Learning to Forgive Yourself
When you forgive yourself you become a positive example to others.
Human beings sometimes like to roll around in and soak up negativity, believing we are unworthy of forgiveness. We have the tendency to turn ourselves into victims or martyrs rather than forgiving ourselves and moving on. “I forgive myself” is easier said than done.
Welcome to the human condition.
It turns out, everybody is worthy of forgiveness. You don’t have to earn it to purge something from your past. Students in recovery understand there are different components that factor into maintaining sobriety, including a spiritual support system. You can’t do recovery perfect or alone. Most of us have a spiritual anchor, someone we pray to.
“Spirituality is different for every person,” says Jay Pryor, a life coach based in Lawrence, Kan., who works with individuals, executives, and companies to gain clarity and stay mindful in order to remove barriers to success. “I think we are made of mind, body, and spirit — it is all connected.”
No matter what you call that source of power — God, love, the universe — this spiritual anchor assists in placing your focus on positive outcomes. When you focus on what you don’t want, you will get more of it — what you resist, persists. Ask yourself if this focus will lead you in a powerful, productive direction, or will it bring you down? Until you learn to accept a situation for what it is, it will continue to irritate you.
When embracing a spiritual practice, for example with the thought that love is all there is, it becomes easier to be more compassionate with yourself, and to forgive yourself. The practice of forgiveness is a muscle you must continue to flex. “It is a constant practice,” Pryor adds.
Pryor says when working with people in recovery or who are either adult children of alcoholics or come from a place where addiction was prevalent, a consistent theme is the need to self-sabotage.
To play that same pattern over and over again. This pattern is not geared toward success but rather geared toward survival or just getting by.
“When something bad happens to us, the brain goes into a fight or flight mode, and we have to make a decision about how we are going to survive it,” Pryor says. “The brain plays the situation over again anytime we are faced with a similar situation.” The brain will continue to loop the scenario until whatever happened in the past has healed or there is awareness that a different choice can be made.
Focus on Progress
When you make different choices and continue to practice forgiveness, Pryor believes those in recovery can become examples to everyone around them. “Shirking from your own light doesn’t serve anybody,” he says. “When you are forgiven, you are an example of what you can overcome rather than staying in the sickness. In recovery, you can start to be someone who can be of service to other people.”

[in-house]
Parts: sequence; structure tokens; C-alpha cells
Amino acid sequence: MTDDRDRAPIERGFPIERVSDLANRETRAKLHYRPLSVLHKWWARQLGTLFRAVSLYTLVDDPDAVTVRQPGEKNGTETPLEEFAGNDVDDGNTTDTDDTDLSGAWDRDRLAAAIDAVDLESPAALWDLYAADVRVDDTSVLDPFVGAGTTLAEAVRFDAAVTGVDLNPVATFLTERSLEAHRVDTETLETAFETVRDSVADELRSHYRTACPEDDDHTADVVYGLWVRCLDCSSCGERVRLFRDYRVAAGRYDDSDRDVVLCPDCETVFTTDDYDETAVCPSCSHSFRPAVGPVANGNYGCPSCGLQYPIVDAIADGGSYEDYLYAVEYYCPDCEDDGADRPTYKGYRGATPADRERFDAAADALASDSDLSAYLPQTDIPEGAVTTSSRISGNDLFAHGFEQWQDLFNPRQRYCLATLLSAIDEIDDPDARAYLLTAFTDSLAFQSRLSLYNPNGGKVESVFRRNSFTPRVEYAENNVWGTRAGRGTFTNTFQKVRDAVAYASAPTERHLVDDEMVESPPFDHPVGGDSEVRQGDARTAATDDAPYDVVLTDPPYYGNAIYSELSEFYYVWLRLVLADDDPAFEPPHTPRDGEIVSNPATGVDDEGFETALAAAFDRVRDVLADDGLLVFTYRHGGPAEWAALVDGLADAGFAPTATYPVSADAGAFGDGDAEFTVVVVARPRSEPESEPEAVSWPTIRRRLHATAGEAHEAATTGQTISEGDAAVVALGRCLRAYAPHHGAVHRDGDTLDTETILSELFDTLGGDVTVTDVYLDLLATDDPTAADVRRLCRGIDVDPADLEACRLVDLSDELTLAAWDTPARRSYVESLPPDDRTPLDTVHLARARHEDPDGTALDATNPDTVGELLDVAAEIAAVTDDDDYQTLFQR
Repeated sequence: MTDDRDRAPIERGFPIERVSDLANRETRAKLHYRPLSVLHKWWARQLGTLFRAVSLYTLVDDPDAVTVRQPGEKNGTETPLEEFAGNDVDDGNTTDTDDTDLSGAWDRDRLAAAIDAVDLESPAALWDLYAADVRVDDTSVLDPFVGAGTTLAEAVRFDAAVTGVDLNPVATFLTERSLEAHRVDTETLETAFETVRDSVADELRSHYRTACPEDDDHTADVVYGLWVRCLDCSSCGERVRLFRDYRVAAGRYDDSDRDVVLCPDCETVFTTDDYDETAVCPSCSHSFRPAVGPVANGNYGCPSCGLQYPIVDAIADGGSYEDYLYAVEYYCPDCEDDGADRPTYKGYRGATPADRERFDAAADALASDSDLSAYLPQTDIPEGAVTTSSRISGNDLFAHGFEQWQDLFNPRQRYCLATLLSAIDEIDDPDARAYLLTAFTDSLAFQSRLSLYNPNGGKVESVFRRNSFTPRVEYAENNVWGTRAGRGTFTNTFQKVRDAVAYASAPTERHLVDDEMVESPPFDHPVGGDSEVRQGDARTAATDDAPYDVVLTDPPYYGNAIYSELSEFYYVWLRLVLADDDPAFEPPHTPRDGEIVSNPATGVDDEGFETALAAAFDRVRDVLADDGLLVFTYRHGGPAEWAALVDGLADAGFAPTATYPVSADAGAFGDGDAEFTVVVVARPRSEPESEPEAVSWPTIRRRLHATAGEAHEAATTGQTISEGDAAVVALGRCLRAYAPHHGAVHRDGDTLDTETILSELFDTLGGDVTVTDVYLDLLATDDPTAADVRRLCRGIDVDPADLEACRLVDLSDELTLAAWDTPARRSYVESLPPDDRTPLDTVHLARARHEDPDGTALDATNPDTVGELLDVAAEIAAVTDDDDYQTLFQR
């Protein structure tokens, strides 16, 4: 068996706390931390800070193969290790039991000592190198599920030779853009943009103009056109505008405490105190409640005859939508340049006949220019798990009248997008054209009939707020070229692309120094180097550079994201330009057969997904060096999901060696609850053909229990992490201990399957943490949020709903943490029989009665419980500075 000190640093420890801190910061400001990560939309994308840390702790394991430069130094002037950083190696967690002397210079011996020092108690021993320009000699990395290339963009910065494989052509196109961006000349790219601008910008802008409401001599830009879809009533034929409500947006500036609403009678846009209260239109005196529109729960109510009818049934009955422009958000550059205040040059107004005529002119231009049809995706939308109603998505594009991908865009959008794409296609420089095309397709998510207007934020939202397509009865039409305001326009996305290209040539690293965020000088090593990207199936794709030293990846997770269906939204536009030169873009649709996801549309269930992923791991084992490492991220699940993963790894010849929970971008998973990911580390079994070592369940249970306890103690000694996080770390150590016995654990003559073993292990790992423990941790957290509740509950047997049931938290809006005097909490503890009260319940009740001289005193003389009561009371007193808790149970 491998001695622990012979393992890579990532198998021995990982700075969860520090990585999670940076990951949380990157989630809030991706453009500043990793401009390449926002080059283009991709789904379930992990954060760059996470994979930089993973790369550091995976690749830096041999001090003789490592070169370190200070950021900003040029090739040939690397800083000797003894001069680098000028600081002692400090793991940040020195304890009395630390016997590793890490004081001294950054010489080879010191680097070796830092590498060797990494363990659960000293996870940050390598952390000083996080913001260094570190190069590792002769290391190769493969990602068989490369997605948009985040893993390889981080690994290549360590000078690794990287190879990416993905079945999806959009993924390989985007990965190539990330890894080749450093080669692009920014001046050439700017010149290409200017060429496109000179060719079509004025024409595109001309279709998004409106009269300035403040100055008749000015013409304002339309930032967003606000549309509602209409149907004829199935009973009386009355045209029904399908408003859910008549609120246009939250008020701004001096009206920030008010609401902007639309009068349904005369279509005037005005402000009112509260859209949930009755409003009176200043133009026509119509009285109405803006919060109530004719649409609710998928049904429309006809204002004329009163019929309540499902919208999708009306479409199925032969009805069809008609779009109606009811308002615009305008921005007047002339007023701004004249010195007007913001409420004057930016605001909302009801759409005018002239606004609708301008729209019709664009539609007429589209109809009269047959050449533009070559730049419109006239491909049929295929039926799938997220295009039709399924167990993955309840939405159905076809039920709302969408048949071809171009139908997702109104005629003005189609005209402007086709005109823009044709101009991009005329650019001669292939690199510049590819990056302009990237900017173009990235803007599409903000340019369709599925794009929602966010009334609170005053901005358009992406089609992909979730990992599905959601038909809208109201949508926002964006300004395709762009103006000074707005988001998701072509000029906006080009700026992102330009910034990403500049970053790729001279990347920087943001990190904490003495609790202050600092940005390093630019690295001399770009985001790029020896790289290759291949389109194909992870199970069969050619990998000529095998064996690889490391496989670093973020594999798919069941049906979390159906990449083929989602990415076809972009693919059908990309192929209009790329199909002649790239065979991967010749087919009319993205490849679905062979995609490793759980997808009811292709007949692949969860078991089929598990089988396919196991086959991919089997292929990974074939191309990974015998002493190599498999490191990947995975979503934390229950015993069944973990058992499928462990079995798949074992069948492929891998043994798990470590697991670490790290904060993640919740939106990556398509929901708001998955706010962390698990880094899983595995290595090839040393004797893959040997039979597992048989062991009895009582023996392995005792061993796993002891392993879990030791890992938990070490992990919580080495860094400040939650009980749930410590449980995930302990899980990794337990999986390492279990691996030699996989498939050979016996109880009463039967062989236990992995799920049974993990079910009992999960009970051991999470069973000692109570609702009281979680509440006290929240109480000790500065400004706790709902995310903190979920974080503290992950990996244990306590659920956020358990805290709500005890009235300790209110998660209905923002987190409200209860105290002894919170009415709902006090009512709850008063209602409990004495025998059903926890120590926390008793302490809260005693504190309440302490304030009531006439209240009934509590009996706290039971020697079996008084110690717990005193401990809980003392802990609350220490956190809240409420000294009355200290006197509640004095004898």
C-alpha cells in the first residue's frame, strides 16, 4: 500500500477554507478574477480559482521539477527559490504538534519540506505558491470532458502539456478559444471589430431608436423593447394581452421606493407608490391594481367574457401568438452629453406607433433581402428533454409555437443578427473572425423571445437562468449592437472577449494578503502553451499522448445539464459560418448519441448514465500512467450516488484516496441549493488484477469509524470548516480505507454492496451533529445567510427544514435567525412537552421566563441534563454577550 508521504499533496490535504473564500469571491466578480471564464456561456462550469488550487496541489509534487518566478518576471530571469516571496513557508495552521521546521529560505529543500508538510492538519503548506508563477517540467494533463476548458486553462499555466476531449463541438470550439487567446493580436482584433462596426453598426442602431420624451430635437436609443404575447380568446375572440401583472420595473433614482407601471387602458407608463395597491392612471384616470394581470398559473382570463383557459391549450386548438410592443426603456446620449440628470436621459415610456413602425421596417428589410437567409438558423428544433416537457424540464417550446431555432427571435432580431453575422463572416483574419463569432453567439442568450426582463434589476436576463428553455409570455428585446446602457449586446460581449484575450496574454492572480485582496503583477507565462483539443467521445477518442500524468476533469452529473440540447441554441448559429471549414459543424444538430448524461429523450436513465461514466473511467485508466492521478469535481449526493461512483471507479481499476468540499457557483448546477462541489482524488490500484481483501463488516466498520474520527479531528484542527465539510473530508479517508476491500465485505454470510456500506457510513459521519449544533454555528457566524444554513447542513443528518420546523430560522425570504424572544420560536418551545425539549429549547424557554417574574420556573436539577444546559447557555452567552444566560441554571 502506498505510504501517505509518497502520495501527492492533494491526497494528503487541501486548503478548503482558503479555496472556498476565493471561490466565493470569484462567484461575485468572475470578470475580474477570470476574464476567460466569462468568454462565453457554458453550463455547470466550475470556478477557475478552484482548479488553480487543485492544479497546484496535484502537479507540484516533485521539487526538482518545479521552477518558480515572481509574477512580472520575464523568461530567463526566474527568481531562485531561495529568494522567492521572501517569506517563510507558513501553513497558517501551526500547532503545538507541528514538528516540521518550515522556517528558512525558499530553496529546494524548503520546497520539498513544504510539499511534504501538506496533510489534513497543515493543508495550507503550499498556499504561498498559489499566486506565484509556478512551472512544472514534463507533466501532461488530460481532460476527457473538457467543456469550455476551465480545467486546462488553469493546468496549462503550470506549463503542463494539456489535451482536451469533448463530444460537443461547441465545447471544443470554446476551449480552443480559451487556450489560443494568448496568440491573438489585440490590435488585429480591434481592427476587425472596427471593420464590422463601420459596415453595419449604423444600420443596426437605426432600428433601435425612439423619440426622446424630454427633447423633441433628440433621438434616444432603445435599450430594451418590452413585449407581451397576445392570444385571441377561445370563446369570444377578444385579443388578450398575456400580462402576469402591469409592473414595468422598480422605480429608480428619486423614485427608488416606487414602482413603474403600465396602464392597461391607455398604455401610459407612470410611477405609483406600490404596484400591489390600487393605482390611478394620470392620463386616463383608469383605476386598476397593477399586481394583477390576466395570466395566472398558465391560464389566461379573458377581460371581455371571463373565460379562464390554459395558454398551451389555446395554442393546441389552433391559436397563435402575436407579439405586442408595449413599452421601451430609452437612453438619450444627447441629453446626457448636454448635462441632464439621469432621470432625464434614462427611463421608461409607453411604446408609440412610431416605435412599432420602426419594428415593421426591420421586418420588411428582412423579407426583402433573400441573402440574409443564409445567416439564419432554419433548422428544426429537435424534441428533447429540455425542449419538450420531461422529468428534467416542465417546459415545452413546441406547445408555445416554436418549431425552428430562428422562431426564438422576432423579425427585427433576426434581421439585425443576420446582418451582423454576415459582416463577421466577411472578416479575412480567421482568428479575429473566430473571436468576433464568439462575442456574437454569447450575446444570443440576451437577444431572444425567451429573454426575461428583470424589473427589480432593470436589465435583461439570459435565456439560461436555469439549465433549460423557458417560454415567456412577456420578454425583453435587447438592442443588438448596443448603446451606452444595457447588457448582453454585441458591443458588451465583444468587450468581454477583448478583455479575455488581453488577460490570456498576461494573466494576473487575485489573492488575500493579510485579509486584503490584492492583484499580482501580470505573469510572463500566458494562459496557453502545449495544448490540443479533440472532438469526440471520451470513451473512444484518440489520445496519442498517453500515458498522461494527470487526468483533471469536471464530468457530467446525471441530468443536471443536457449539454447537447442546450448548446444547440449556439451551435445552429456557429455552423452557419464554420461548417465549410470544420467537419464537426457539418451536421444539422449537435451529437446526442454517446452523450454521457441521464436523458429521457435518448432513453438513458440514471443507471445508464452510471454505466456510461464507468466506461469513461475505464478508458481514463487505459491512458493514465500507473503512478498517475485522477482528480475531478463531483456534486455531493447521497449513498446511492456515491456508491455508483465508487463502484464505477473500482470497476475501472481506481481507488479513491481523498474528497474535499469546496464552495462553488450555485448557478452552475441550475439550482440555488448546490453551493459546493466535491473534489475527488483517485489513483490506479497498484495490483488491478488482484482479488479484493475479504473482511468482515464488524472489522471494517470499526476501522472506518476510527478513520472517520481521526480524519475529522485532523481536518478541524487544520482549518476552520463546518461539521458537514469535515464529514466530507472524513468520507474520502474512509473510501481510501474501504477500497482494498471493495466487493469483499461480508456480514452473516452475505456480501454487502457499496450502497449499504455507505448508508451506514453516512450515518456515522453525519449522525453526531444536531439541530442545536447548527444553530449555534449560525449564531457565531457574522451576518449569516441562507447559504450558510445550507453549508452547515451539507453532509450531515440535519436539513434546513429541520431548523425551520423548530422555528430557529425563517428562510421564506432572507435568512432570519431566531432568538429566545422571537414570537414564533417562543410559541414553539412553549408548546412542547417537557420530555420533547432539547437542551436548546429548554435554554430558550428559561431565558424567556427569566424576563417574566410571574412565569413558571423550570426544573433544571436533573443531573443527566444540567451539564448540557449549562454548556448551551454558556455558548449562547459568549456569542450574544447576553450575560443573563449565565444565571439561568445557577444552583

Before you are really able to serve others powerfully, it is necessary to arrive at a place of forgiveness first. Pryor points out that we are only able to love other people as we love ourselves. When we do, we have the energy to serve others. It is a muscle to flex, speaking to yourself in a kind and supportive way. “It is like creating a new relationship with yourself,” Pryor says.
When you become that person, “look what an example you are to everyone around you,” Pryor notes. “And it is a practice; it is never over.”
It truly is a journey, not a destination.
Pryor says no matter where you are in the process, even if today is the first day you don’t take a drink or you don’t use, or even if you have been sober and you slip, keep your focus on progress. “I coach people who are perfectionists who don’t even want to start something if they don’t think they can be good at it,” Pryor says. “In recovery, there is no such thing.”
You need to be willing to take the path of transformation. The word transformation means different things to different people. The thing to keep in mind is it involves a process. The online Merriam-Webster Dictionary defines transformation as “a complete or major change in someone’s or something’s appearance, form, etc.” Pryor says transformation occurs when you see something from your past that you didn’t see before. “In an instant, it transforms you,” he says. “This is true, and it happens.”
As human beings, there will always be new “stuff” that comes up. “As long as you are focused on progress, whatever progress you make, you have no idea the difference you can make to other people,” Pryor says. He is amazed at the things people have done when they stay the course and move down the path of recovery. They really do make a difference to other people and they know they are worthy of self-forgiveness.
Jay Pryor owns Jay Pryor Coaching, based in Lawrence, Kan. Through his coaching practice, he helps individuals wake up to a vision of abundance and purpose.
To learn more, visit jaypryorcoaching.com.
Embrace the Fear
Your higher power doesn’t want you to punish yourself, believing you are unworthy of forgiveness. Could it be you are afraid of taking this step? “If you are afraid, it means you are taking on something that is worthy of you,” says Jay Pryor, a life coach from Lawrence, Kan. “Think big and act big.”
Pryor says not to let fear stop you. Feel it, process it. Consider keeping a regular exercise routine, talk about the fear with friends, or keep a journal and write down your feelings. The people that are the most successful feel fear and they act anyway. “The way to combat fear is to have faith,” Pryor says. “And once you do it you are in action and you become unstoppable.”
Source: Compiled from a video on fear posted on November 13, 2013, at Jay Pryor Coaching’s YouTube Channel.